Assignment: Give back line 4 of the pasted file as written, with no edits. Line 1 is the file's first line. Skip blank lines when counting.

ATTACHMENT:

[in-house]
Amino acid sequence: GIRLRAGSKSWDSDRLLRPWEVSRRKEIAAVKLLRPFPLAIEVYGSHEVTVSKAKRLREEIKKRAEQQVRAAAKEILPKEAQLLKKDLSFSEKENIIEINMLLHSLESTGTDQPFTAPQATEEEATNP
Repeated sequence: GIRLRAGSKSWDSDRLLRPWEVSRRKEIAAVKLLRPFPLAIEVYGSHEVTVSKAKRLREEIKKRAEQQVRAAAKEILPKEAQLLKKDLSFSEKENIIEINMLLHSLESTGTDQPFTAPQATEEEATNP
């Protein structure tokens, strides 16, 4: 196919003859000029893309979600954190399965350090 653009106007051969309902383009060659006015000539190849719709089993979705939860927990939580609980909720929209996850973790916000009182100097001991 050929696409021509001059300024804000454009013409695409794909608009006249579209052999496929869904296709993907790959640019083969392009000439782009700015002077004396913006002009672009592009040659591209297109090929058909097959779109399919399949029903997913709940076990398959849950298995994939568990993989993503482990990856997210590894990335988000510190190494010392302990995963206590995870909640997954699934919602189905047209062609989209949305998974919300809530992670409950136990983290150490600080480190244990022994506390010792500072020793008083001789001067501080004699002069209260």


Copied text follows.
């Protein structure tokens, strides 16, 4: 196919003859000029893309979600954190399965350090 653009106007051969309902383009060659006015000539190849719709089993979705939860927990939580609980909720929209996850973790916000009182100097001991 050929696409021509001059300024804000454009013409695409794909608009006249579209052999496929869904296709993907790959640019083969392009000439782009700015002077004396913006002009672009592009040659591209297109090929058909097959779109399919399949029903997913709940076990398959849950298995994939568990993989993503482990990856997210590894990335988000510190190494010392302990995963206590995870909640997954699934919602189905047209062609989209949305998974919300809530992670409950136990983290150490600080480190244990022994506390010792500072020793008083001789001067501080004699002069209260």